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Posts filed under 'politics'

Social Expectation

Saw a play called “Kiss and Cry” with Christina on Friday. The play was a romantic comedy about a gay figure skater and a lesbian actress; who tried to conform to societies’ expectation and pretended to be together in front of public eyes. It was quite interesting as it tried to question the conflict between expectation and our own value system. The lead and supporting female character plays the extreme opposite view of an artist, where one seeks the approval of millions and the other tried to change one soul at a time.

I think every culture–be it the wholesome Christian community, the African American neighborhood, the Asian American grapevines–there is a certain expectation of how we should behave. Any deviation from that expectation could risk being coined as “not acting black” or “not acting Chinese”. One of the very interesting point the play tried to make was as an artist, are we doing art for ourselves, or for other people.

Of course how other see us plays a huge part in how we see ourselves. At the very least we learn a lot of our moral values from observing others. And certainly people I care about have a big influence on what I think. But what become interesting is when the moral values that we picked up deviates from the society’s expectation. That’s what makes individual an individual. That’s the fundamental force that makes American what it is today.

Add comment March 5th, 2006

FT interview with Craig Barrett

FT hosted a Q&A today with Intel CEO Craig Barrett, on K-12 education, immigration policies and their effect on the future competitiveness of the US. Dead on.
here

Add comment February 8th, 2006

lobster lover at wholefood

For New Years dinner I made lobster risotto and margarita pizza. When I was at the checkout lane, the cashier started an interesting conversation:

cashier: (picking up a brown paper bag) What’s this?
me: It’s a lobster
cashier: (open eyes really big) Is it alive?
me: It better be!
cashier: (looking concerned) Oh, I didn’t know we sell lobster pounder. Try not to bang it around, ok?
me: Thanks
me, a minute later: (Was she trying to tell me that banging it make the lobster scared and the adrenaline would make it less tasty, or was she really concern about the lobster? Hm… good that I didn’t tell her it’s my dinner. That would keep her up all night, wouldn’t it?)

So imagine if your pharmacist refuses to sell you the morning after pill, or creates an environment that’s uncomfortable for you to buy one. Should store employees have the rights to express their opinion to their customers when it’s not being asked? Freedom of speech give us the right to say what we belief. But as a store employee hired to perform a certain job, the freedom of speech in this case have a conflict with job performance. Some argued that we do have a choice on where we work, thus in this case if your freedom of speech is in conflict, one should go find another job. Does that mean Rosa Parks should go find anohter bus if this one doesn’t let her sit with the rest of the folks in the front?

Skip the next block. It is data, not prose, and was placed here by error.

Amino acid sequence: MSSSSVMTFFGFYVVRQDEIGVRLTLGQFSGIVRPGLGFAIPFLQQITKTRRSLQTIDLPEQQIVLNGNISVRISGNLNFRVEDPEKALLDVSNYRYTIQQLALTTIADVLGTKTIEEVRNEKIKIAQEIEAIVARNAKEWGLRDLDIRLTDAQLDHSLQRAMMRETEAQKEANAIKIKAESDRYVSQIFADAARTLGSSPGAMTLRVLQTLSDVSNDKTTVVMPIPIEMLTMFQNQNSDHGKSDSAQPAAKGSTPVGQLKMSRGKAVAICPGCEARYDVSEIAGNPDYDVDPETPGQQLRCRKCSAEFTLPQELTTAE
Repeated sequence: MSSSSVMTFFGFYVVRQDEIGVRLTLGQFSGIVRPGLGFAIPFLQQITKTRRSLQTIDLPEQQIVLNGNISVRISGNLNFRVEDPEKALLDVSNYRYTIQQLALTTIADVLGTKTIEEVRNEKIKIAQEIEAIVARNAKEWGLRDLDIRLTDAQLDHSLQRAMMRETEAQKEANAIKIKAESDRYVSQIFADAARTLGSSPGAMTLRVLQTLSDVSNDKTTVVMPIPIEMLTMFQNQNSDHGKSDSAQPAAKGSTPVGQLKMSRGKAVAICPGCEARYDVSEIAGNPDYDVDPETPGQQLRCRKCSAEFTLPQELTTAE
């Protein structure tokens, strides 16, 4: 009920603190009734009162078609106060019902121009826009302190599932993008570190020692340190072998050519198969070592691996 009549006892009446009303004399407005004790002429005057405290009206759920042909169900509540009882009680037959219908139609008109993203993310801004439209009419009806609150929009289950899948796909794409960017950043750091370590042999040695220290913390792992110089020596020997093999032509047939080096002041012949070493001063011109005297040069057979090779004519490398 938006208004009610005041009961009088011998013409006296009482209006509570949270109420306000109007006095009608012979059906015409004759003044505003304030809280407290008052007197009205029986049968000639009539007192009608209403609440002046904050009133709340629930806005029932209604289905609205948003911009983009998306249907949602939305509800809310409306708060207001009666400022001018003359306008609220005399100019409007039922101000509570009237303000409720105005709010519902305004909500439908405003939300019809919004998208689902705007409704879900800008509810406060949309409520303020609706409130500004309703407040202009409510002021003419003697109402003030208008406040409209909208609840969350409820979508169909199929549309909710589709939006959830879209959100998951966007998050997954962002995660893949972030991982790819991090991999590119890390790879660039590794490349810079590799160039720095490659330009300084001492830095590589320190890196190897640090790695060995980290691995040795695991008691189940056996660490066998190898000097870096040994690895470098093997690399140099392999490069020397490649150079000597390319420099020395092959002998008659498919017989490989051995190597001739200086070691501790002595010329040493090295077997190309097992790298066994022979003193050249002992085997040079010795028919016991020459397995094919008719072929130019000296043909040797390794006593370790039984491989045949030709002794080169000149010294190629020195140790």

Add comment January 2nd, 2006

Sales Oncall

NYC transit union (who run NYC’s subways and buses) decided to go on strike. They are ask for 8% raise every year, retirement age at 55 and declining MTA’s proposal for contributing 6% to their pension fund that will pay out 50% of their last year’s salary starting at 55. Average payout of their pension plan is a little over $1.5 M. What on earth are they smoking? I want some of that too.

Anyhow. Because of the transit strike, I got a ring from my manager at 2:00 in the morning. Guess what? It’s crisis managment all over again. We move up to a suite close to work at 3:00 in the morning, preparing to open the store as usual. We allocate two other workers to come into the city starting at 5:30, arrange two other workers to move out from Brooklyn at a later time to the suite, and open up 10:00am sharp. I think I am still enjoying the managed chaos that my last job trained me for. Perhaps I should aim for a more complex position when I look for a job.